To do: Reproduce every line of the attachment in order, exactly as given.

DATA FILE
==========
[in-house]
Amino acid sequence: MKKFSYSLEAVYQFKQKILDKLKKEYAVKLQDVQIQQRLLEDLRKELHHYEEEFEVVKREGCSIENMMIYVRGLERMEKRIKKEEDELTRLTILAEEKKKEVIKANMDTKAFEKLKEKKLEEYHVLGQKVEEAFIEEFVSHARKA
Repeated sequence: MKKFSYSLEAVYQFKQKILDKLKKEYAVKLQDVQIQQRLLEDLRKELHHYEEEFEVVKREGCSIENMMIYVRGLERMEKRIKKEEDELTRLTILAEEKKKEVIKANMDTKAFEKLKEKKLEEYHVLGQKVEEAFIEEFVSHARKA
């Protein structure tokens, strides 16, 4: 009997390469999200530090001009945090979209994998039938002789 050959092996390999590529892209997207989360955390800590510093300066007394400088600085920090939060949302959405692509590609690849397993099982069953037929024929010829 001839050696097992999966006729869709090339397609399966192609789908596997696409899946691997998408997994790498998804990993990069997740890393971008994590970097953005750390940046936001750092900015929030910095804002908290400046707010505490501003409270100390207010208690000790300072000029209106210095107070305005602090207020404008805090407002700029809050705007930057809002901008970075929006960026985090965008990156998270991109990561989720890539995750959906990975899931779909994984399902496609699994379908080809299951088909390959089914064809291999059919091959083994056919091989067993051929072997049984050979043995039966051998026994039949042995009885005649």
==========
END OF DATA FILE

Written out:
[in-house]
Amino acid sequence: MKKFSYSLEAVYQFKQKILDKLKKEYAVKLQDVQIQQRLLEDLRKELHHYEEEFEVVKREGCSIENMMIYVRGLERMEKRIKKEEDELTRLTILAEEKKKEVIKANMDTKAFEKLKEKKLEEYHVLGQKVEEAFIEEFVSHARKA
Repeated sequence: MKKFSYSLEAVYQFKQKILDKLKKEYAVKLQDVQIQQRLLEDLRKELHHYEEEFEVVKREGCSIENMMIYVRGLERMEKRIKKEEDELTRLTILAEEKKKEVIKANMDTKAFEKLKEKKLEEYHVLGQKVEEAFIEEFVSHARKA
């Protein structure tokens, strides 16, 4: 009997390469999200530090001009945090979209994998039938002789 050959092996390999590529892209997207989360955390800590510093300066007394400088600085920090939060949302959405692509590609690849397993099982069953037929024929010829 001839050696097992999966006729869709090339397609399966192609789908596997696409899946691997998408997994790498998804990993990069997740890393971008994590970097953005750390940046936001750092900015929030910095804002908290400046707010505490501003409270100390207010208690000790300072000029209106210095107070305005602090207020404008805090407002700029809050705007930057809002901008970075929006960026985090965008990156998270991109990561989720890539995750959906990975899931779909994984399902496609699994379908080809299951088909390959089914064809291999059919091959083994056919091989067993051929072997049984050979043995039966051998026994039949042995009885005649």